Eventually a few other people arrived to the antechamber, which looked like the main room of a YMCA. None of the newcomers seemed less than twice my age. All of the women at the meeting reminded me of librarians with whom I have worked in the past. I know it is not wholly reasonable, but it is very human to want people with whom one can identify to already be a part of any group one considers joining. A few of the suggested Vassar students would not have been unwelcome and would have gone a long way to assure me this was going to be a Sunday morning well spent.

We were led to a room containing three people setting folding chairs up into a circle. When last I had seen the inside of this room, it was improvisationally decorated as though it were a medieval castle for a Renaissance Fair. It had been at least seven years since then, as Kate was the one that brought me here. Now it was a round, wood-paneled room with a large glyph of the torch emblazoned in blue on the far wall. There was no pulpit and nothing to distinguish the front of the room beyond one's door of entrance, which could be any one of three. The other two large doors were open to allow the burgeoning autumn air inside the room.

"Damn," Emily whispered to me, "I wanted to hide in the back."

"I had a feeling they wouldn't let us do that," I said. "But this might not be so bad. The Quakers have a similar set-up to emphasize that everyone is equals and we like Quakers. And egalitarianism, at that." Still, this wouldn't offer me the best vantage point as an objective observer to discover if this interested me.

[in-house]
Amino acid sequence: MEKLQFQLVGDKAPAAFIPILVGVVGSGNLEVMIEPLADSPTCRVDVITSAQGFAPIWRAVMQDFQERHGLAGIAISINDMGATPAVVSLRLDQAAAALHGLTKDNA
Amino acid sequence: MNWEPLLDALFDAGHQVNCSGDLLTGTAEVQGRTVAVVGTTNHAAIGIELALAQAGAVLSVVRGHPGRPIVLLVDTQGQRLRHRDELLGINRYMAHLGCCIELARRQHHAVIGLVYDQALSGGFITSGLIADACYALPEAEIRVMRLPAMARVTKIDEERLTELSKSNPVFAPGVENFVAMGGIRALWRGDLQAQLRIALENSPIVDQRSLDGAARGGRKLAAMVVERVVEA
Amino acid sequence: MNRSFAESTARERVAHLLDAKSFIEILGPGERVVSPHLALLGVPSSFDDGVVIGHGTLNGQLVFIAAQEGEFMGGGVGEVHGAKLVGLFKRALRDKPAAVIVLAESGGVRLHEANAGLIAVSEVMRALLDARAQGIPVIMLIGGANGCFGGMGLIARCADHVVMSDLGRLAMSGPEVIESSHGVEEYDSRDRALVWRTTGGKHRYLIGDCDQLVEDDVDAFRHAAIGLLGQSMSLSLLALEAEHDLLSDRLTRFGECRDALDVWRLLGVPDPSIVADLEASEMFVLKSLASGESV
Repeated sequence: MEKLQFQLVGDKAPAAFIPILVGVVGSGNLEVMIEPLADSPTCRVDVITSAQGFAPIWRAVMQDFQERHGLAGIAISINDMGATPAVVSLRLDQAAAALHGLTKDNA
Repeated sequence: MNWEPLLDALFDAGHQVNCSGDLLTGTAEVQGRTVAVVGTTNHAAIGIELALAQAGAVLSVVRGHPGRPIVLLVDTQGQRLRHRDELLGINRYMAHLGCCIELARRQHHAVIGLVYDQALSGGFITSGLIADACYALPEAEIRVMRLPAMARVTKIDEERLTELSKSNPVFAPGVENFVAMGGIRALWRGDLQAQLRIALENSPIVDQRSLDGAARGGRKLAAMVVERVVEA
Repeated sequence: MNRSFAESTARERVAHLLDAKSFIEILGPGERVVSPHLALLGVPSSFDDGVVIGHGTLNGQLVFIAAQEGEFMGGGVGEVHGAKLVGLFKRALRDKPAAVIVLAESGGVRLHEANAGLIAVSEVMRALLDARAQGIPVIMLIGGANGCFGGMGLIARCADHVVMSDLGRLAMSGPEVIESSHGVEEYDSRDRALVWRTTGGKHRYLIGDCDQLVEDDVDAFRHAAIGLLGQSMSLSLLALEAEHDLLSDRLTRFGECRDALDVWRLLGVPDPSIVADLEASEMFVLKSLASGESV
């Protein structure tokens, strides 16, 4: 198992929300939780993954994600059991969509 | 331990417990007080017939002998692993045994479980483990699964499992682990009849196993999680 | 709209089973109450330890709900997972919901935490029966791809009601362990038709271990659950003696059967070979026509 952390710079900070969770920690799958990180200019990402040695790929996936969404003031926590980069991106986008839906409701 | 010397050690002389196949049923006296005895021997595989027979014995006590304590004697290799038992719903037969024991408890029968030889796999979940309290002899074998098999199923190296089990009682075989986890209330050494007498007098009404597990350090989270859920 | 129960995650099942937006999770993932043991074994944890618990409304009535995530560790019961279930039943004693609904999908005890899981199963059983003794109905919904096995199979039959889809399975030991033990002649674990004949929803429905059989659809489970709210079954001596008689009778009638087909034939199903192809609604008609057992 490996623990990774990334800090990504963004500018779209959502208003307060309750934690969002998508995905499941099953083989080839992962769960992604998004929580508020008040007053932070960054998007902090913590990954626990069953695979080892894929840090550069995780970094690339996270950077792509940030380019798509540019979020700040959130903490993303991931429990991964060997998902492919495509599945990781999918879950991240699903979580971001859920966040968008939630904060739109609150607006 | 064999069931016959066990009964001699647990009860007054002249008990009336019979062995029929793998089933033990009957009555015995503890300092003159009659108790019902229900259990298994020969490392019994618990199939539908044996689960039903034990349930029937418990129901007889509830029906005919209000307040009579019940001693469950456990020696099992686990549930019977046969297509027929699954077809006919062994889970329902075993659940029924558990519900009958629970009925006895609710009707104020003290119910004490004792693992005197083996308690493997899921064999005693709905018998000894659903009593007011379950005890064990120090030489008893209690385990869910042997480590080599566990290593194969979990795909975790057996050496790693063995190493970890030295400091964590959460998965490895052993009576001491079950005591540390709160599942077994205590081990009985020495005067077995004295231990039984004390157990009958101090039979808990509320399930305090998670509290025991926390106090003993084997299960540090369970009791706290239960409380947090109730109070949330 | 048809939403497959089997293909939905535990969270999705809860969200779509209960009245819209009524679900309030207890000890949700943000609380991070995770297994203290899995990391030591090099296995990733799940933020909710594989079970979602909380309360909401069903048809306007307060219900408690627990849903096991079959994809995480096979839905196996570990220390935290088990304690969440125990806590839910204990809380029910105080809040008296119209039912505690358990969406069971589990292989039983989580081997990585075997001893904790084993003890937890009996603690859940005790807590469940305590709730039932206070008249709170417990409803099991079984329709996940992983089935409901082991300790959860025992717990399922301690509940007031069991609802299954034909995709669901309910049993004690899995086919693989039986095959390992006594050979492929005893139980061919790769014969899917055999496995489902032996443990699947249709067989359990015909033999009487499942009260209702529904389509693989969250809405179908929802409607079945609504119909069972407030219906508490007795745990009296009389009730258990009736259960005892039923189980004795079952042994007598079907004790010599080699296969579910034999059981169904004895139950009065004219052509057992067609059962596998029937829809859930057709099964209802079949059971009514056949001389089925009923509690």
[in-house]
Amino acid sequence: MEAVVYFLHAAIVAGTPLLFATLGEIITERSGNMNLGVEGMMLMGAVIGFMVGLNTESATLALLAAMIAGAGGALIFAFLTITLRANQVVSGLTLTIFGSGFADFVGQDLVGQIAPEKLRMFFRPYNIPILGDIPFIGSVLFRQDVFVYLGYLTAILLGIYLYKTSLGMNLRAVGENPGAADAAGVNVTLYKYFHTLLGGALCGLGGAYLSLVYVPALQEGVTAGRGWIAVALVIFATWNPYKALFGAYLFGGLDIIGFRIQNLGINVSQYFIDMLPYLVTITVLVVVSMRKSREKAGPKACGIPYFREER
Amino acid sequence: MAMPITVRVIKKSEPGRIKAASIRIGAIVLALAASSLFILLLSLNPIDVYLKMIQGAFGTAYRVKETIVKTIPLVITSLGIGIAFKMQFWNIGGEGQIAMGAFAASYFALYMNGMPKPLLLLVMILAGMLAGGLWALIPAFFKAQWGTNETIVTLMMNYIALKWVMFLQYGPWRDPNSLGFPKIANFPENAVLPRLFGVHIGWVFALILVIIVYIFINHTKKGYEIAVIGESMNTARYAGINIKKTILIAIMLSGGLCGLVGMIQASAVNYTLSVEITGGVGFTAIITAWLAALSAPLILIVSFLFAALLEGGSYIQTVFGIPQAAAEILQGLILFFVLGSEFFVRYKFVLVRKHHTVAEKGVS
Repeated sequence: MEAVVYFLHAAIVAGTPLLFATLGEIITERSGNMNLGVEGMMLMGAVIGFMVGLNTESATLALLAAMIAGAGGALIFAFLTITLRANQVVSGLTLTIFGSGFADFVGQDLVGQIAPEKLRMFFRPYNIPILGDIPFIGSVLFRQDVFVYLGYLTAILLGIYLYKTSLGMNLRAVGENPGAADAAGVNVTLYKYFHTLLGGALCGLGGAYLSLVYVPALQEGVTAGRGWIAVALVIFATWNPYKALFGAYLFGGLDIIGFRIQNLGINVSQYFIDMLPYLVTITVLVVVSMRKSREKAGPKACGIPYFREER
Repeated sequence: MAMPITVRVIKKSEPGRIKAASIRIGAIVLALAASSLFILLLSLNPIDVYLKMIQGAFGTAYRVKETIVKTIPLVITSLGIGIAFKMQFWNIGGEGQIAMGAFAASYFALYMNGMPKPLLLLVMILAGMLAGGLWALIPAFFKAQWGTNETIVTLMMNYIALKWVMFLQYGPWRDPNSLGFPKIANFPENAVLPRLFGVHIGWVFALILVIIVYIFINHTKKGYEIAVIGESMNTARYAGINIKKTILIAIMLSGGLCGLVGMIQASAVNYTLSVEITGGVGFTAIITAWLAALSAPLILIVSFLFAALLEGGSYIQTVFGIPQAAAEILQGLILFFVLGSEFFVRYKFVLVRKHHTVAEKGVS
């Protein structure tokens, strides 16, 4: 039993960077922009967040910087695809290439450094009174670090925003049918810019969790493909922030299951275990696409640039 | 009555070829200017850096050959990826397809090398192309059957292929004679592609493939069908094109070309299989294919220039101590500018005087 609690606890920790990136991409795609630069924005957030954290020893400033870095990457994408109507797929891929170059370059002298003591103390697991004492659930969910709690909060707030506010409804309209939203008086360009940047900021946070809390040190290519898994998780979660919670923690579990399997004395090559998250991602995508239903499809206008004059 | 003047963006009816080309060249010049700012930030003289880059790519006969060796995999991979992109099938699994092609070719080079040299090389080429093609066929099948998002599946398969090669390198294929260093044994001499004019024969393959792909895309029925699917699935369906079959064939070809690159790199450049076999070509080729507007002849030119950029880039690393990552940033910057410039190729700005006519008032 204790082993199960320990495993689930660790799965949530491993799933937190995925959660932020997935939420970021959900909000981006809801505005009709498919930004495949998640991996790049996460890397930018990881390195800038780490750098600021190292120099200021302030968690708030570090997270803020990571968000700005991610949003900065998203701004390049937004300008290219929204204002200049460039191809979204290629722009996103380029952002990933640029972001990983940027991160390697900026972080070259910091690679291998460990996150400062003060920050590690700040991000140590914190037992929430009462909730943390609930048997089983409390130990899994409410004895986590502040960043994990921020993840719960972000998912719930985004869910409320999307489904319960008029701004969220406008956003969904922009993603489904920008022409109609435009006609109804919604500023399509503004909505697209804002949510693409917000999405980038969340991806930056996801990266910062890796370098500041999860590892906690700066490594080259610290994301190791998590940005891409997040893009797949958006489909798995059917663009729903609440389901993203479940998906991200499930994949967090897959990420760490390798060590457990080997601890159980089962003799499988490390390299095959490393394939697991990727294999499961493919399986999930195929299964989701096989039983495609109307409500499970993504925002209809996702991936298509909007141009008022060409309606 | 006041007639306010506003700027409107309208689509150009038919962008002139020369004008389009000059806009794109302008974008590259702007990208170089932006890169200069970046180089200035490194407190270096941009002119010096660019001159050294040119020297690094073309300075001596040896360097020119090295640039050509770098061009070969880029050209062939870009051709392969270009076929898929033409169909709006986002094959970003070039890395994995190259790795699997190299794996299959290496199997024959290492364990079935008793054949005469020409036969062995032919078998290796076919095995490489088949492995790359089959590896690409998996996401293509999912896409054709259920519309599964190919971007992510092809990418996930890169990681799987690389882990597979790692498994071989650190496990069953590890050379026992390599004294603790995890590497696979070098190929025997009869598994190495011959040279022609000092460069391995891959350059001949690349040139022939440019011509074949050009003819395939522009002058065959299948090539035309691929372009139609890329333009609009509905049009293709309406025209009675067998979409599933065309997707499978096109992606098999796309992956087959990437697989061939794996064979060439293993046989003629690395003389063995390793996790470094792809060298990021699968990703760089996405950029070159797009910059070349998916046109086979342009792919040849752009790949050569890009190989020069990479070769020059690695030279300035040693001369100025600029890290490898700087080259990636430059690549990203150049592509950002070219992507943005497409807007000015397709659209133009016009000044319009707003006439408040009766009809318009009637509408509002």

Emily and I seated ourselves to the left, as we it didn't put us too close to the minister or the door that opened into the rest of the building.

The topic of the sermon, as spelled out on a board, was "Living Under Fascism." This is an auspicious beginning and certainly a topic we could get behind. However, the entire service was political without a solitary mention of the spirit. One of the ministers read a sermon he found on the internet about the fourteen points that describe fascism, all of which were precisely applicable to present day America through no coincident. Then a microphone was past around the circle so people could respond and overwhelmingly agree. No one really seemed to hear anyone else's points and were just waiting for their chance to speak. When the microphone got to Emily, she spoke about ours being a young country. Countries this young are supposed to undergo revolution and she considers the current state of America to be the chaos before a paradigm shift. I think no one really processed what she said, hearing "revolution" and shutting her off as being too radical, ironic given that they warned against explaining the point of this service using such a loaded and accurate term as "fascism."

While intellectually stimulating, Emily and I were not looking for a political action group; we already belong to those and are not in the market for a new one. The saving grace was that this was the last service of the summer session. Next week, thing are supposed to be completely different. I have my doubts, but not doubt enough that Emily and I will not be paying them a visit.

On our way home, we passed a sign saying that there was a lemonade stand up ahead with all profits going to hurricane relief. Emily did not have to ask if I wanted her to stop. I darted out of the car with three dollars Emily had given me and approached the boy who could have been no older than five.

"How much is your lemonade?" I asked, smiling.

He looked a little startled, as though he wasn't sure why he was there and even less so why I was speaking to him. His parents had done a good job of indoctrinating in him that he mustn't speak to strangers. Seeing that I wasn't going away, he answered, "Fifty cents?"